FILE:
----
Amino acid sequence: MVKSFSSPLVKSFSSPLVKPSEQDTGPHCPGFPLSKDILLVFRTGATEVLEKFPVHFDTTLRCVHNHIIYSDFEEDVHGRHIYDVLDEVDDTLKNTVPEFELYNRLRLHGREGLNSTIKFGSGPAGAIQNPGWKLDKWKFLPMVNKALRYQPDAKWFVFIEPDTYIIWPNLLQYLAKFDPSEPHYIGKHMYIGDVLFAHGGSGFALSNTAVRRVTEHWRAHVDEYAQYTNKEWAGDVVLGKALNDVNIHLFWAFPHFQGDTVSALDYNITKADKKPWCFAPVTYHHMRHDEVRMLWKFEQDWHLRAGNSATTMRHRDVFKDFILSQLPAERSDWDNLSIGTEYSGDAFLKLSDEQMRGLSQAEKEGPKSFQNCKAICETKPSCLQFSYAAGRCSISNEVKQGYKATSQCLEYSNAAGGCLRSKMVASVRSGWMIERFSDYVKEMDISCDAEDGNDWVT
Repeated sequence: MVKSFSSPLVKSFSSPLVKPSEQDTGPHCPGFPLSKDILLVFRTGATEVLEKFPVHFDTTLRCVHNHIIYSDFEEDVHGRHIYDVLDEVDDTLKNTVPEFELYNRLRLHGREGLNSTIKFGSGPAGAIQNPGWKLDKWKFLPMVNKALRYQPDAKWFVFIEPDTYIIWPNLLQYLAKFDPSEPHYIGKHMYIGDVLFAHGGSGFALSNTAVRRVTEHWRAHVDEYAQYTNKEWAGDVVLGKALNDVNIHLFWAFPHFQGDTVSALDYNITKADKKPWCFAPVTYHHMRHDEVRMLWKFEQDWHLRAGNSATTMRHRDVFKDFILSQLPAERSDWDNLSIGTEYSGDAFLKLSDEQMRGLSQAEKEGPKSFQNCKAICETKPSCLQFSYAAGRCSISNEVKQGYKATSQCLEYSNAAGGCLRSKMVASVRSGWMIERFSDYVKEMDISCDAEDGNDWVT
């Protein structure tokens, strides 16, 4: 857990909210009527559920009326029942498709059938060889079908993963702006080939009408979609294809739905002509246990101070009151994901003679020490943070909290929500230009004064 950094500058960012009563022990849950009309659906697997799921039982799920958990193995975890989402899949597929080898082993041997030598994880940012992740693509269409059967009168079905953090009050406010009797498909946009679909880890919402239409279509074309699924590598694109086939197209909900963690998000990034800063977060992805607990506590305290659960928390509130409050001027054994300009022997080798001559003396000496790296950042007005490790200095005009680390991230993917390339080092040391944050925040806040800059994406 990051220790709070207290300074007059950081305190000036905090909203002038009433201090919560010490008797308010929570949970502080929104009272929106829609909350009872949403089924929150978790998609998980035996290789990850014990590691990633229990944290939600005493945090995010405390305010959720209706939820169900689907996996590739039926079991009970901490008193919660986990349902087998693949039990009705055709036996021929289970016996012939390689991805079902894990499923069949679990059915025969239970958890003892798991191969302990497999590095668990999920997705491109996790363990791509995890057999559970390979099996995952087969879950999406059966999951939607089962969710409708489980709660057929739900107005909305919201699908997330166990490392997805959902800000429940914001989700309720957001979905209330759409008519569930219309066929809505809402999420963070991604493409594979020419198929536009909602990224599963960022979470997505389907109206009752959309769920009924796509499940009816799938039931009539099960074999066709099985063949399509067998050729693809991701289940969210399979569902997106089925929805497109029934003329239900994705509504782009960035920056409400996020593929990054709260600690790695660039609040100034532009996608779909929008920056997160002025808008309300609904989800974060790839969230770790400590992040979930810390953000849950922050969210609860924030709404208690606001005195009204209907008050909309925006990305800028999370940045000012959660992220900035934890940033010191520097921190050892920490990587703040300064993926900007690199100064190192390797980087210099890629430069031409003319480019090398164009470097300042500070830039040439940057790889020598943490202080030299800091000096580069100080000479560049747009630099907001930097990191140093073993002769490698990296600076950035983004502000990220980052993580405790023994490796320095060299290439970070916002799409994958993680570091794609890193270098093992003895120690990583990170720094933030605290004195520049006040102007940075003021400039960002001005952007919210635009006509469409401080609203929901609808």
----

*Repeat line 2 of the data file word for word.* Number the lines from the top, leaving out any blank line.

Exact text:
Repeated sequence: MVKSFSSPLVKSFSSPLVKPSEQDTGPHCPGFPLSKDILLVFRTGATEVLEKFPVHFDTTLRCVHNHIIYSDFEEDVHGRHIYDVLDEVDDTLKNTVPEFELYNRLRLHGREGLNSTIKFGSGPAGAIQNPGWKLDKWKFLPMVNKALRYQPDAKWFVFIEPDTYIIWPNLLQYLAKFDPSEPHYIGKHMYIGDVLFAHGGSGFALSNTAVRRVTEHWRAHVDEYAQYTNKEWAGDVVLGKALNDVNIHLFWAFPHFQGDTVSALDYNITKADKKPWCFAPVTYHHMRHDEVRMLWKFEQDWHLRAGNSATTMRHRDVFKDFILSQLPAERSDWDNLSIGTEYSGDAFLKLSDEQMRGLSQAEKEGPKSFQNCKAICETKPSCLQFSYAAGRCSISNEVKQGYKATSQCLEYSNAAGGCLRSKMVASVRSGWMIERFSDYVKEMDISCDAEDGNDWVT